For most of recent history, up until about 60 years ago, the act of creation was just a part of life. Everyone sang or played an instrument or wrote or performed or danced or Something.

But recording technology turned creative output in to a path to fortune and fame. Suddenly, if you weren't exceptional, then why were you trying at all?

This concept is, of course, bullshit.

TV never had a real amateur moment, and filmmaking barely did.

TV came close in 69 with the videofreex, but the FCC made sure that any potential home video might have had for artistic expression would be stiffled by distribution problems.

The video resolution of the 80s unlocked film a little (toxic avenger, El mariachi, an absolute glut of horror films and pornography) but distribution was still limited to single physical copies.

The internet changed that. Even before YouTube there was Wax, or the discovery of television among the bees.
en.m.wikipedia.org/wiki/Wax_or

But now we're well in to the Era of Professionals. TV is what other people do. We're left with infotainment and lifestyle vlogging and playing video games.

If a thing is worth doing, it's worth doing badly.

We shpuld participate in the act of creation. It is a vital part of human existence.

We have nothing to fear but failure and ridiculue.

Failure isn't worth being afraid of. It is worth celebrating.

Ridiculue is trickier, but it's cultural. I have done my best to establish a culture free from ridicule at the maker space. People have room to try new things without having to worry that they won't be good at them.

Not everyone plays by this rule, and most of us slip up occasionally. Usually, recognition and apology comes a moment later, trust is important here.

We have a few regulars who are bad at this. Cynics. Children of the 80s. Those whose self defense mechanisms are dependent upon casting dispersion. Ridicule is a good mechanism for stifling that impulse.

Set new norms. Make a space in which creativity can be explored.

Every one of us has a high quality camera. Most of us are reading and writing on it right now.

Video editing isn't a mystical unknowable art. The software is free (kdenlive) and reasonably easy to use. Basic special effects are possible. Simple editing is easy.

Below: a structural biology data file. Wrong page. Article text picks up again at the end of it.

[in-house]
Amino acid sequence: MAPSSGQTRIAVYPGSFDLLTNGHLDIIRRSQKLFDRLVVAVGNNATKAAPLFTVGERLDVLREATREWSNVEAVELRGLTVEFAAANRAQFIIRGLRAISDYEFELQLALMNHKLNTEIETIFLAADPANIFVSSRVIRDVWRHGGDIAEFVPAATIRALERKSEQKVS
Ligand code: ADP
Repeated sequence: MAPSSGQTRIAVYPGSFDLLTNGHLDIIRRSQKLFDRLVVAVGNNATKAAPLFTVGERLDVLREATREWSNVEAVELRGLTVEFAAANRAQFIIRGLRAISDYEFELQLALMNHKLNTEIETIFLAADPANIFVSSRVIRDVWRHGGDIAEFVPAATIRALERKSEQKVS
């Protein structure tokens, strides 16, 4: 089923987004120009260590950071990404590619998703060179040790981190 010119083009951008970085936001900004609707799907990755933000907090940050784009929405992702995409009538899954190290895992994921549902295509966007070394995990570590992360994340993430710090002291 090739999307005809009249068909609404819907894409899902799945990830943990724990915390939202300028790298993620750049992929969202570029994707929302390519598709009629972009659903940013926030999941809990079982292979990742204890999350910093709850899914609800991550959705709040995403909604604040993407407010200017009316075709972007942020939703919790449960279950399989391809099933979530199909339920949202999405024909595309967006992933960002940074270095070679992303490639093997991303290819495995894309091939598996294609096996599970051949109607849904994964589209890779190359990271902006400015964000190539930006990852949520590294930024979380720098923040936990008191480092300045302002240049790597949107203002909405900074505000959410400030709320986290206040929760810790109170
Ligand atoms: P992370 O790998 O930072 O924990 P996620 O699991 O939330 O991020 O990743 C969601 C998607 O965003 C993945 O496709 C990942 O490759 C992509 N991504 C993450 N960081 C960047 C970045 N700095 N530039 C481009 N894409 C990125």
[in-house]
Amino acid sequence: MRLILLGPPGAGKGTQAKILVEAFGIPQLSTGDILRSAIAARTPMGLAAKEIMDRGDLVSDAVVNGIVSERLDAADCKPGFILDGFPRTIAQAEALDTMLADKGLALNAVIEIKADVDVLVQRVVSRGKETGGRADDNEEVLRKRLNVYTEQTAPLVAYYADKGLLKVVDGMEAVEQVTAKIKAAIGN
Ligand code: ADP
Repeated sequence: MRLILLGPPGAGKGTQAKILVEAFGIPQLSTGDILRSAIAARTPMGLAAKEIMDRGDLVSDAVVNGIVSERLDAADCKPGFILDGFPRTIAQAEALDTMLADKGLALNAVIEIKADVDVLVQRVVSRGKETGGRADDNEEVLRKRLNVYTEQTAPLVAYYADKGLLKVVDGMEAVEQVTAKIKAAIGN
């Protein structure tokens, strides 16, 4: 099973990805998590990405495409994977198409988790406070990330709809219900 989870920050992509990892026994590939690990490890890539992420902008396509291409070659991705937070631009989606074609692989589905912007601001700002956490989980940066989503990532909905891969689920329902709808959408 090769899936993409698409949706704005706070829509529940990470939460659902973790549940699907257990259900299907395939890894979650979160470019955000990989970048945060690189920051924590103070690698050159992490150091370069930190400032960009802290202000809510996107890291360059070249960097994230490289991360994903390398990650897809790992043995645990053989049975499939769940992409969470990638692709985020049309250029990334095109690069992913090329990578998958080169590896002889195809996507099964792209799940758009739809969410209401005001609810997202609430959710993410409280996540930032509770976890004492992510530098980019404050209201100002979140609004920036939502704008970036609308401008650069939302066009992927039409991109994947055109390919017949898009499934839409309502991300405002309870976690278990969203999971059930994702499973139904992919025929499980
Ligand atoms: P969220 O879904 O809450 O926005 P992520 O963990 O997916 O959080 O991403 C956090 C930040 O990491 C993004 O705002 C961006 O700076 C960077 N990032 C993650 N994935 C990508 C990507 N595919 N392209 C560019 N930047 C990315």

I'm not good at this! I mean, I'm good enough for my purposes, but others are faster, more precise, more purposeful. That's fine! Sloppy editing doesn't render a thing unenjoyable.

@ajroach42 I've been making videos long enough to remember when a frequent lament was that there "wasn't any good video editing software for Linux."

Maybe there was, but a decade ago it wasn't well known.

Now we have more good video editors than we have good audio editors. That competition is important, I think.

(I personally have been using OpenShot, because it has Mac and Windows versions so I can recommend it to my students regardless of their OS ... as long as it isn't ChromeOS.)

@crash Openshot isn't bad! I've used it a lot when I had a mac.

I settled on kdenlive because it was more stable, and *significantly* faster on my linux boxes.

But I don't really care what folks use, you know? As long as they *do* something.

@ajroach42 We're on the same soapbox right now, I think.

On the HS level there's a trend towards Premiere or Final Cut, because those are industry standards and some of our kids are getting hired right out of High School.

But here in Middle School? If it can trim a clip, string a few clips together, and add a title/credits, I don't care what the students use.

Most use Capcut on their phones if given the choice. Having seen it I can't stand to use it myself, but THEIR learning isn't about ME.

@crash I've been trying to find a good video editor for Android to recommend for folks who don't have computers.

Is Capcut usable? I know you said you don't like it, but does it work?

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@ajroach42 It's good enough and the kids like it, but for phone editing I've been recommending Kinemaster. It's "freemium" to remove the watermark but otherwise it's multi-track editing on iOS and Android.

I have counterparts on the high school level who rave about Kinemaster.

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Aaron Smith

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